"Although you may remember me as the world's foremost sciolist," writes Dr. Robert F. Kaufmann, interim minister of the Unitarian Universalist Church, Long Beach, "you are probably unaware that I am also the founder of Nonentities Anonymous."
Kaufmann says he does not know the names of any other members, "if, indeed, we have any."
Hoping to make his membership more exciting, he says, he is trying to set the world's record for name-dropping in a single sentence. "It is here that you may help me," he adds.
He recalls that some years ago he had lunch with Norman Cousins, the late man-of-the-world. "Something I said reminded Norman (note casual use of his first name) of the time that he, as he put it, 'was in Rome to deliver a message from John Kennedy to the Pope and the Pope asked me to go on to Moscow to give the same message to Khrushchev.' "
Kaufmann was awe-struck. "Three great names dropped in one sentence! Then I realized that I could go him one better by telling people that something they said reminds me of the time I had lunch with Norman Cousins and he was reminded of . . . Kennedy, the Pope, and Khrushchev."
Then Kaufmann saw how he could extend it one more name. "If you will write this, then I can build my one-sentence name-dropping record to five. I can tell people that something they said reminds me of the time that Jack Smith wrote about the time I had lunch with Norman. . . ."
What Kaufmann fails to realize is that I, too, am a member of Nonentities Anonymous, or should be. My name is known to a number of readers, of course, but beyond that circle I have no celebrity whatever. Whenever I am introduced to anyone at Hollywood parties I am usually asked, "Are you \o7 the\f7 Jack Smith?" I have learned to say no. They usually mean somebody else.
One day I was walking on the Paramount lot and two teen-age girls approached me with autograph books in their hands. As they drew within hearing distance, one put a restraining hand on the other and said, "He's nobody." How right she was.
I am puzzled, though, by Kaufmann's reference to himself as the world's foremost sciolist. I thought that honor belonged to another correspondent of mine, Robert Barnai of Beverly Hills.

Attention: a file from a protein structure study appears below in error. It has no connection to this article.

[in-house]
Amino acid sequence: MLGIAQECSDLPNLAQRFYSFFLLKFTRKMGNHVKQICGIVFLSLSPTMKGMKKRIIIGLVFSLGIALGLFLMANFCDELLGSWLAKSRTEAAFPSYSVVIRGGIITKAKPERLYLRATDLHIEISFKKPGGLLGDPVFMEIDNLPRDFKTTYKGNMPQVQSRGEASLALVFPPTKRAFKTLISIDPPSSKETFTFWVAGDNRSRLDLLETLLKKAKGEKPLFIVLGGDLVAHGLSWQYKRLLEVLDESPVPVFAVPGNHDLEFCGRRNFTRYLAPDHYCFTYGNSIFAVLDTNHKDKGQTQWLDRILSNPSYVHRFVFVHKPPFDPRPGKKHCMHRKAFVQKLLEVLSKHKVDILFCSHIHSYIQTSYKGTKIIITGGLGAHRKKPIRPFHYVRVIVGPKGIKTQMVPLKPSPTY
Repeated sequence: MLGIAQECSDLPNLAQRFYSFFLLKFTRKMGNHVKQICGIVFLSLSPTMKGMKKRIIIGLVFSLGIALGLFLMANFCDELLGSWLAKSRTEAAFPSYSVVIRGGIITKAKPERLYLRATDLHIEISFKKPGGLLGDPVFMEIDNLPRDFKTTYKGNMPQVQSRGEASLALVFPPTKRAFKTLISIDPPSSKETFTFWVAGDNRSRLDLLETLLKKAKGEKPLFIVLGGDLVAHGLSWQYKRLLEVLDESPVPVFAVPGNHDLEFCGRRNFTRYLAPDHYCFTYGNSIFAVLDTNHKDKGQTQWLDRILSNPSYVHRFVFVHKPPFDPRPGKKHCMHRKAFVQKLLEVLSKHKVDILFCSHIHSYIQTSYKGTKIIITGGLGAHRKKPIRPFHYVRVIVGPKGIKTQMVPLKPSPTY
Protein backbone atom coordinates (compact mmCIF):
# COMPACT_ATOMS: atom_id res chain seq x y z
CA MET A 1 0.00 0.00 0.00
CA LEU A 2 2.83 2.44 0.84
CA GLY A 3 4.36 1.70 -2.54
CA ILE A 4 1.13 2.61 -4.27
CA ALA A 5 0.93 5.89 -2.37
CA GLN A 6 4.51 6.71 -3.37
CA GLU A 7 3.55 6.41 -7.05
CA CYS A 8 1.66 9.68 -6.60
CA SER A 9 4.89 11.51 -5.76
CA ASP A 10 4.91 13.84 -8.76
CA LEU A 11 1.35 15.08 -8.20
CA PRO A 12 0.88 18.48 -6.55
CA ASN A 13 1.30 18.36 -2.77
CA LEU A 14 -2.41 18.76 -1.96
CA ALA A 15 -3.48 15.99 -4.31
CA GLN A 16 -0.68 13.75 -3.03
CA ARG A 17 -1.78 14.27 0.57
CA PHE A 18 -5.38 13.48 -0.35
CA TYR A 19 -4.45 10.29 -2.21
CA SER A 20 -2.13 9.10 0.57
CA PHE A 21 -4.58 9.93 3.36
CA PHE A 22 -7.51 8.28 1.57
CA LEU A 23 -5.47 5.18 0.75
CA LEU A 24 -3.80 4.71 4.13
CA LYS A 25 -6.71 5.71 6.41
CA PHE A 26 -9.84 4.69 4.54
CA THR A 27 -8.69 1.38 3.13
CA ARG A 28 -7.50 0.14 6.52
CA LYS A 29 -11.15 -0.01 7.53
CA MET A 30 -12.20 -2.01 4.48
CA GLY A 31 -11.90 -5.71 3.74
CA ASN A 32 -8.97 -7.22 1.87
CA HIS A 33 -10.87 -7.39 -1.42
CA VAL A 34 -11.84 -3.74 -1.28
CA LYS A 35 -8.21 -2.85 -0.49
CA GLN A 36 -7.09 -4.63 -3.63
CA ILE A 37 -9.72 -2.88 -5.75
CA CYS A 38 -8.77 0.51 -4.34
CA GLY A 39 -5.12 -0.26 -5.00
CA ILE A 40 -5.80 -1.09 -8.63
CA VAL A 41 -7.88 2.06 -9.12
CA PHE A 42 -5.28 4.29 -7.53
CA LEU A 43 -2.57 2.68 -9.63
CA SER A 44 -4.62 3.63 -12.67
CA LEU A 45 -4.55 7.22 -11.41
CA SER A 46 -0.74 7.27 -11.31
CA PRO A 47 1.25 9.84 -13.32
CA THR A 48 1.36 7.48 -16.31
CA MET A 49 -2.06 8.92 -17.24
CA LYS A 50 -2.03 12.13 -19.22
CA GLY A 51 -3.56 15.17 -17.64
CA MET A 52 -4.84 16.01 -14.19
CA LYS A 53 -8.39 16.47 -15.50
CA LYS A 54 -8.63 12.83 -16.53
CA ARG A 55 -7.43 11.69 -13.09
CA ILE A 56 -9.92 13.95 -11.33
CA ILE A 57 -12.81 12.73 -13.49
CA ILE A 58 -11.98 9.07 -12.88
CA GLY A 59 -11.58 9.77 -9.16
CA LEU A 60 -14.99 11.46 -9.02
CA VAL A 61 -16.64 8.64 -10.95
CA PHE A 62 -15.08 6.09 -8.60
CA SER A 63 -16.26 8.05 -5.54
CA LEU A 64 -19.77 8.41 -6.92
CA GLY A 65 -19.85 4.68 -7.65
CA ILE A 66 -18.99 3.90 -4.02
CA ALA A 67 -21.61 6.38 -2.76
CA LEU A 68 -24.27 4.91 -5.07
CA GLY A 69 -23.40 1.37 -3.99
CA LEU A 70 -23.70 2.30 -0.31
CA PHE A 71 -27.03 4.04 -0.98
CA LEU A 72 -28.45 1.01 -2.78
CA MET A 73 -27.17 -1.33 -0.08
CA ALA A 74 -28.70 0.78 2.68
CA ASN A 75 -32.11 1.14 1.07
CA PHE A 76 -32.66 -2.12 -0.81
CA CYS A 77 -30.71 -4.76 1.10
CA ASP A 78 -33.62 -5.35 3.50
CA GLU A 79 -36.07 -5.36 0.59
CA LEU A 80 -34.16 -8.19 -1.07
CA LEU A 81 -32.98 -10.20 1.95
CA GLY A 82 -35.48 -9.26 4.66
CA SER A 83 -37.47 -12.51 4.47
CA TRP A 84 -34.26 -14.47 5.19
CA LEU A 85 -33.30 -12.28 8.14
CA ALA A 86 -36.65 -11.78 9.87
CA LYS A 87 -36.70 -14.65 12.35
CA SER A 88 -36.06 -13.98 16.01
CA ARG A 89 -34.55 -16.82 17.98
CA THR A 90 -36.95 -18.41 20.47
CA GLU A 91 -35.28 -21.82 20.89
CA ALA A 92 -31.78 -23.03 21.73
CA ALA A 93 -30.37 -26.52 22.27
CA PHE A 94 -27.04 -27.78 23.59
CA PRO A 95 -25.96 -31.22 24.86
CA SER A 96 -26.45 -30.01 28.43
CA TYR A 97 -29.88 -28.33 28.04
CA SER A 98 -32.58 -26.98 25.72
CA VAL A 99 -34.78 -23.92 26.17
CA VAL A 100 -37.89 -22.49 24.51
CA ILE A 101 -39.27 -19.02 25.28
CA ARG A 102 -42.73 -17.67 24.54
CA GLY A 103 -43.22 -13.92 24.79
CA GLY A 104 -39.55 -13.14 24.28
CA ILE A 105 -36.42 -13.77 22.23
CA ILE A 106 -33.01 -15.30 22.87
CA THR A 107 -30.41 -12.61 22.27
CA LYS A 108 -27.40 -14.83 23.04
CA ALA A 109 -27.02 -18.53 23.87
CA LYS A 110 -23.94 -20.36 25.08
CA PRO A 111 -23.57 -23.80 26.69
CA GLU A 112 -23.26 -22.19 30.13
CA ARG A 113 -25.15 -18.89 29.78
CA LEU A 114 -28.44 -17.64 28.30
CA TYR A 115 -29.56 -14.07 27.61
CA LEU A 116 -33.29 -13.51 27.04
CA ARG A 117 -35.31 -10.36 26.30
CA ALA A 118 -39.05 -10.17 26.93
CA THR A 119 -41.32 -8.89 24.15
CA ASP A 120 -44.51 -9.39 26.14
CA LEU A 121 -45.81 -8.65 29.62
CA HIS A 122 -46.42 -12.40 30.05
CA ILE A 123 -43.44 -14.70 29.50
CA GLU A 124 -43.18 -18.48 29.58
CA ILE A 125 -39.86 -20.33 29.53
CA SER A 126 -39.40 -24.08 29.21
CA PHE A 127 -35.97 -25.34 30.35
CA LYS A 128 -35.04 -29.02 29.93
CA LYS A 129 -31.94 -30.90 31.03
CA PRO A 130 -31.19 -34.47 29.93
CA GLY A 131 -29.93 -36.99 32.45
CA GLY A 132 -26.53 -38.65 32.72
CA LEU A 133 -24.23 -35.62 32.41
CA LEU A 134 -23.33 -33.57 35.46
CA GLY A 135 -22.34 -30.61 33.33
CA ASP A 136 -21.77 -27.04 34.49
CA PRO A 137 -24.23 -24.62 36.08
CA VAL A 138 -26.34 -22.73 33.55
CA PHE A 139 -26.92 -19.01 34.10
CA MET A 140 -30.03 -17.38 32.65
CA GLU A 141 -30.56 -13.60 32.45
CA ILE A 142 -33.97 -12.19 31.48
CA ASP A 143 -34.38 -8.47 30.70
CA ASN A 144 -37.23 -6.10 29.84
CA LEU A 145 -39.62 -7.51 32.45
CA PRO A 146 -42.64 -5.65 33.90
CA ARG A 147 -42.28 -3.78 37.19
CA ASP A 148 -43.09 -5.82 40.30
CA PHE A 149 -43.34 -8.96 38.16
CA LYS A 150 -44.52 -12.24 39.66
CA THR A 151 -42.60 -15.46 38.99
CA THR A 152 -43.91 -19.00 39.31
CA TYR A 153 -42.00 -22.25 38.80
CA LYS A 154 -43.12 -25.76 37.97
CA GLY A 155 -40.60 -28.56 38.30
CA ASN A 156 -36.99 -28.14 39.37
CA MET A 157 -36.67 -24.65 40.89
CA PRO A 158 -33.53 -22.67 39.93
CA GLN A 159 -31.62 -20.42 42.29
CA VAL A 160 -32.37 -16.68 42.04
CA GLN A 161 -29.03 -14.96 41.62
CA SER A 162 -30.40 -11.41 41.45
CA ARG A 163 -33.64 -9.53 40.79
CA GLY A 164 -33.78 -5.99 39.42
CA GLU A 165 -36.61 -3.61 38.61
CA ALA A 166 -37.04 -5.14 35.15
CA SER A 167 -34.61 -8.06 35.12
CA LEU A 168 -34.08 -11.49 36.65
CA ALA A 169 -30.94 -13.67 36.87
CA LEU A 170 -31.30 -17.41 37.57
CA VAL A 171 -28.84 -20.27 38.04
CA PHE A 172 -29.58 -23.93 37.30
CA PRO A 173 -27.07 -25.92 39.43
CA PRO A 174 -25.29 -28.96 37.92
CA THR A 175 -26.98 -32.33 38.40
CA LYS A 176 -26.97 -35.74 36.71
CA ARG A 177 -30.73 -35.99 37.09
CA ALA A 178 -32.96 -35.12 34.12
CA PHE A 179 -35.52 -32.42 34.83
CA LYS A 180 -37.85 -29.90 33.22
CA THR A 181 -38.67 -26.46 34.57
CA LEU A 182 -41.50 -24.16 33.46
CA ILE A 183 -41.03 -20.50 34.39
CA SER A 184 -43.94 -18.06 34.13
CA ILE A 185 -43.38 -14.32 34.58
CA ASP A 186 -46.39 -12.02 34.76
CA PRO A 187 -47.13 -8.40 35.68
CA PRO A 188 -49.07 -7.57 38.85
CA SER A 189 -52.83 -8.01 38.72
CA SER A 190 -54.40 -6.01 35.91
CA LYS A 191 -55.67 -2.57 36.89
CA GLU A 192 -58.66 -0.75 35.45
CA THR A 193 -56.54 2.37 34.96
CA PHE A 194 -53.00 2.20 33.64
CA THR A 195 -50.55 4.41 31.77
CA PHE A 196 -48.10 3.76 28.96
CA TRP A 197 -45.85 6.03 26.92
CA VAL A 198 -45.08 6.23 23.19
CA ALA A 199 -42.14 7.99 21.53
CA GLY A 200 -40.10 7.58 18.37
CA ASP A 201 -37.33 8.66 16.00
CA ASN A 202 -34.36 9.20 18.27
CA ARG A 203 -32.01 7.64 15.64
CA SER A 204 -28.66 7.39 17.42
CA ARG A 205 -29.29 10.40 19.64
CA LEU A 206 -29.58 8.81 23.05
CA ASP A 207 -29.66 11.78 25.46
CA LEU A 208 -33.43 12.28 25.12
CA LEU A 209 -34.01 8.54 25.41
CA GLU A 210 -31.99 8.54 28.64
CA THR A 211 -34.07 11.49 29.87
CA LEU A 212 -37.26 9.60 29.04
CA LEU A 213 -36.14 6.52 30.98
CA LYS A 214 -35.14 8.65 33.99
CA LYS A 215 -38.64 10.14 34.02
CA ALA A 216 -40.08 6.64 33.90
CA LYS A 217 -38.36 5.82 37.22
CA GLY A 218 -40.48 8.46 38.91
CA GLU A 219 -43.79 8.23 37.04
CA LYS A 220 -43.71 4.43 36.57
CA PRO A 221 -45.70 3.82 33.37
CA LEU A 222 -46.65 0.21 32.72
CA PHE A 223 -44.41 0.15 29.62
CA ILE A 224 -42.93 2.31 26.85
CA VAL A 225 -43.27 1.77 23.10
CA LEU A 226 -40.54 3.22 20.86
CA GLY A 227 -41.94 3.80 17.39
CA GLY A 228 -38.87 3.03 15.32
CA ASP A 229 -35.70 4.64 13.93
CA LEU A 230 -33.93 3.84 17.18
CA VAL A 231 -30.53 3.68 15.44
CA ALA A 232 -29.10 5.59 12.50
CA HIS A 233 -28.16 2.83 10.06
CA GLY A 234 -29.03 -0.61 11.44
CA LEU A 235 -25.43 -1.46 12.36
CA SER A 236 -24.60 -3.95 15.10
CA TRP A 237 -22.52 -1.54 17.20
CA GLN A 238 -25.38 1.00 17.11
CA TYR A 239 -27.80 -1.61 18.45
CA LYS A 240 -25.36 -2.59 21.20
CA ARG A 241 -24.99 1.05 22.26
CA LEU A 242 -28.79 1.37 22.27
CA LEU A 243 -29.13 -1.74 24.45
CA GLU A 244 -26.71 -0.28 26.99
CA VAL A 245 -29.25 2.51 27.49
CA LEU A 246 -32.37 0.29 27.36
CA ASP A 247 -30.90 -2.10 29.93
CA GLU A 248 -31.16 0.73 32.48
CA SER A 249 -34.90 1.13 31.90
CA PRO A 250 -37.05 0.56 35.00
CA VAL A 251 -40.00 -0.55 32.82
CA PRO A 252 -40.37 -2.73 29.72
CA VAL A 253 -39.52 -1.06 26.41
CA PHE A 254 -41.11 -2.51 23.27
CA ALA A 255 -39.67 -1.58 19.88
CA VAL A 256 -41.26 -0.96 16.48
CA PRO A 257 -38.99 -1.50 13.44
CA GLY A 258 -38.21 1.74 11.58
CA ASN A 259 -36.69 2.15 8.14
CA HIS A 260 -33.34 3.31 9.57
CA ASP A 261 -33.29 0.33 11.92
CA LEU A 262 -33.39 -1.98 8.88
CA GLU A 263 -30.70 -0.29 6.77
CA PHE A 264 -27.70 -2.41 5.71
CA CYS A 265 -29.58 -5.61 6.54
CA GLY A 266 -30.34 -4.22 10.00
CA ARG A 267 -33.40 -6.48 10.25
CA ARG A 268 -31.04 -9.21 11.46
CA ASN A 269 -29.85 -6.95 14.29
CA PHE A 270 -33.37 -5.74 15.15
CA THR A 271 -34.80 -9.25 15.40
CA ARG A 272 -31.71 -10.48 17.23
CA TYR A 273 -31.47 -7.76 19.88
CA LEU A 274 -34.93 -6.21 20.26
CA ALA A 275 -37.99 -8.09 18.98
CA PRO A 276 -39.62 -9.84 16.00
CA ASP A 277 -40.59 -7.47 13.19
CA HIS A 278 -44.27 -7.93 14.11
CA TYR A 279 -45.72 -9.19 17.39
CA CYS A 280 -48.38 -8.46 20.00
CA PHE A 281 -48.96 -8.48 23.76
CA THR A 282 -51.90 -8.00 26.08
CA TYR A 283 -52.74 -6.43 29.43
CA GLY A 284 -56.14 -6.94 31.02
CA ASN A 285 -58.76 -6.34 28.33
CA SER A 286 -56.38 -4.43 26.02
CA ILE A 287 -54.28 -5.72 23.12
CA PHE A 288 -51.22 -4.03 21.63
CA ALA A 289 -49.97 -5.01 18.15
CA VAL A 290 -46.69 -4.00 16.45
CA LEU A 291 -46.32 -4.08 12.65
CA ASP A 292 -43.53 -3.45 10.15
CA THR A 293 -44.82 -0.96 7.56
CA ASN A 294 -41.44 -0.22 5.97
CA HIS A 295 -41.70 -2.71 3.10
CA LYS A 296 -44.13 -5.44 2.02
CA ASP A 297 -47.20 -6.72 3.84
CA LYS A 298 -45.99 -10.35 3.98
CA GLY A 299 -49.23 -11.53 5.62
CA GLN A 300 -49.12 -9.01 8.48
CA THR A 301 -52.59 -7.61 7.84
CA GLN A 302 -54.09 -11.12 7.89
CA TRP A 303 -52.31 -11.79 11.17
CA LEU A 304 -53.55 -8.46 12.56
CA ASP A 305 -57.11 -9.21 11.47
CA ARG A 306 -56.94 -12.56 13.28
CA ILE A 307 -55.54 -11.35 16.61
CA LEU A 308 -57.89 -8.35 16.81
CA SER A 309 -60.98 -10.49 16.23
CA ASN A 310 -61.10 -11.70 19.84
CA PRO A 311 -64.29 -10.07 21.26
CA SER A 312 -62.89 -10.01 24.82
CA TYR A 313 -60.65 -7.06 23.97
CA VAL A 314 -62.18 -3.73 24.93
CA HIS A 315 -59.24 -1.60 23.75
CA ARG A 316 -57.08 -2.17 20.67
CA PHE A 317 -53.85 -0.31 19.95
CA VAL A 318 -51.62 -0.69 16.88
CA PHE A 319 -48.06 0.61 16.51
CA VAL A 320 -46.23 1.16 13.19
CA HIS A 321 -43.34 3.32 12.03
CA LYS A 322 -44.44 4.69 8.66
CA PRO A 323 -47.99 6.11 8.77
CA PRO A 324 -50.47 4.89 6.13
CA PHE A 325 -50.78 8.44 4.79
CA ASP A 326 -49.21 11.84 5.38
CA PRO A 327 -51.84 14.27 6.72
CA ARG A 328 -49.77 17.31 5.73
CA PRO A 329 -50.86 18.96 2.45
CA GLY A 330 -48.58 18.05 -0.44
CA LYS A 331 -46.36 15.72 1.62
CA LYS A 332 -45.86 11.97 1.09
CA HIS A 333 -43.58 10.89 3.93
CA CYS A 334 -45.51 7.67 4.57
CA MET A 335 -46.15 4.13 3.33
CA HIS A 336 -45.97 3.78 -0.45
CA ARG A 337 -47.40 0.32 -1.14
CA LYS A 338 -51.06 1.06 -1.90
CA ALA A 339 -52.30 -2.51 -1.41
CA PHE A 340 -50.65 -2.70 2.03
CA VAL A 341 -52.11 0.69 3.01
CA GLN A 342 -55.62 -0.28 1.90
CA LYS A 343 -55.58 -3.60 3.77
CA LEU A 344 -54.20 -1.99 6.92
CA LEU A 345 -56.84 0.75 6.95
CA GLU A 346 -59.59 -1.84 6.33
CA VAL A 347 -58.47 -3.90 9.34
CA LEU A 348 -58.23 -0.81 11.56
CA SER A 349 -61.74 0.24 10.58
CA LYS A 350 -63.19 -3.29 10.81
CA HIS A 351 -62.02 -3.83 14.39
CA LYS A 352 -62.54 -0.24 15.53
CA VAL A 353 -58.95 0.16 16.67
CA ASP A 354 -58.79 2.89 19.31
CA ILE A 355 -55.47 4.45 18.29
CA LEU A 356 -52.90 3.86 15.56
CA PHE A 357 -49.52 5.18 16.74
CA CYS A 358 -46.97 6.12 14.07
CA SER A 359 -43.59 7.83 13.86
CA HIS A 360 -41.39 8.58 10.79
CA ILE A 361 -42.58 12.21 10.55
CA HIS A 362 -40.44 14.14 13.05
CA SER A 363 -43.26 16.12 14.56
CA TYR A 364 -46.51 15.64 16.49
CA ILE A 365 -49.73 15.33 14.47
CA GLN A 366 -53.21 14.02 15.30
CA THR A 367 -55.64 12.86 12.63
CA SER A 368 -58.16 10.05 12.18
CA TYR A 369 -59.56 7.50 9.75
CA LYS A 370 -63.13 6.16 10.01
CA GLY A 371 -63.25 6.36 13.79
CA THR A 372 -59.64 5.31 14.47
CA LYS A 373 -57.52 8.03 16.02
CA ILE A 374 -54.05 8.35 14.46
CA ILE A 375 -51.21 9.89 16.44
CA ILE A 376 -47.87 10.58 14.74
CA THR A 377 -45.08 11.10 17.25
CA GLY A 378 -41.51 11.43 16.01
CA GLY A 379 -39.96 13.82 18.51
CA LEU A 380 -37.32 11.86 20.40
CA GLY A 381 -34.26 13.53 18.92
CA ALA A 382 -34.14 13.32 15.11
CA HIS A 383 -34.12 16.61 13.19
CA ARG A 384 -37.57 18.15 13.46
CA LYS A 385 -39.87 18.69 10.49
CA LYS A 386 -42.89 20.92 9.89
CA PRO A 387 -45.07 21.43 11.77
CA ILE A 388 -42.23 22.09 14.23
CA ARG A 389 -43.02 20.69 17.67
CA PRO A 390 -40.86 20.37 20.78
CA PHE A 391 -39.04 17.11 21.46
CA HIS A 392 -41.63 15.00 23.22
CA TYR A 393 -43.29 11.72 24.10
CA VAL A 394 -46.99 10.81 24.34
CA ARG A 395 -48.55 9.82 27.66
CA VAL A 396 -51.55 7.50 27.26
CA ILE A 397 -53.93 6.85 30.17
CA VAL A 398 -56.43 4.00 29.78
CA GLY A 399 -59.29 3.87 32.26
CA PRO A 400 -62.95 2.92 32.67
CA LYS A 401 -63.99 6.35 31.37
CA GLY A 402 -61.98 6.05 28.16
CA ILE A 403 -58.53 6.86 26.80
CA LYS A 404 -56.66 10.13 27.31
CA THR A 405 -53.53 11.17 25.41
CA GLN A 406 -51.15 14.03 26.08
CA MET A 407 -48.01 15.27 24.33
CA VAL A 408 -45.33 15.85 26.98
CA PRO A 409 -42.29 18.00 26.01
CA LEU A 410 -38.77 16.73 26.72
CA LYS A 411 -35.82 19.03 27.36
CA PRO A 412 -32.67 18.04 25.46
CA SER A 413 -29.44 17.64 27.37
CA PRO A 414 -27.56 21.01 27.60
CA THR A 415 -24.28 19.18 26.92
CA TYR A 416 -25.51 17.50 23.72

It was Barnai who first called \o7 me\f7 a sciolist, then wrote to define the word. "In your column today about your art collection and your Christmas-present book, entitled 'The Timetables of History,' you mention your love of superficial knowledge and your facile gift for pretending to more knowledge than you have. Ah, Mr. Smith! Welcome to the club. You are a sciolist. That is, one whose knowledge is superficial and who likes to pretend to more knowledge than he or she possesses, or, vulgarly, has. We're sure that you have much to contribute, and we hope you will be happy among us."
Barnai went on, perhaps by way of proving his credentials as a sciolist: "It is, of course, possible that you are a sneak and a cheat and a backslider from pure, devout, orthodox and sincere sciolism and that you already knew you were a sciolist, eager to destroy my innocent pleasure in displaying my superior superficial knowledge and telling you.
"Well, I'm onto you, Smith. We get plenty of your kind, low, nasty, treacherous big phonies, coy as hell, who come creeping round claiming the highest qualifications as sciolist candidates and then turn out to be as learned as twenty consecutive editions of the encyclopedia. College professors usually.
"But there are always a few smart-alecks like you who lead people on in the mass media too. Go to hell, Smith, and take your timetables with you. But have a happy New Year, at least superficially."
As the object of that diatribe, delivered by a man who must indeed be the world's leading sciolist, I cannot accept Kaufmann as the world's leading sciolist unless he has been similarly anointed.
He is right, though, in recognizing that being an eminent sciolist will not disqualify him from membership in Nonentities Anonymous. If I were asked whether I was \o7 the\f7 Jack Smith and answered, "Yes, I'm the eminent sciolist," I doubt that anyone would be impressed.
I'm happy to know that I'm a sciolist, if only fraudulently, and I don't mind being nobody.
As Emily Dickinson wrote:
\o7 I'm nobody! Who are you?
Are you nobody too?
Then there's a pair of us
Don't tell! They'd banish us, you know.
How dreary to be somebody!
How public--like a frog
To tell your name the livelong June
To an admiring bog!
\f7 Only a true sciolist would presume to quote Emily in this context.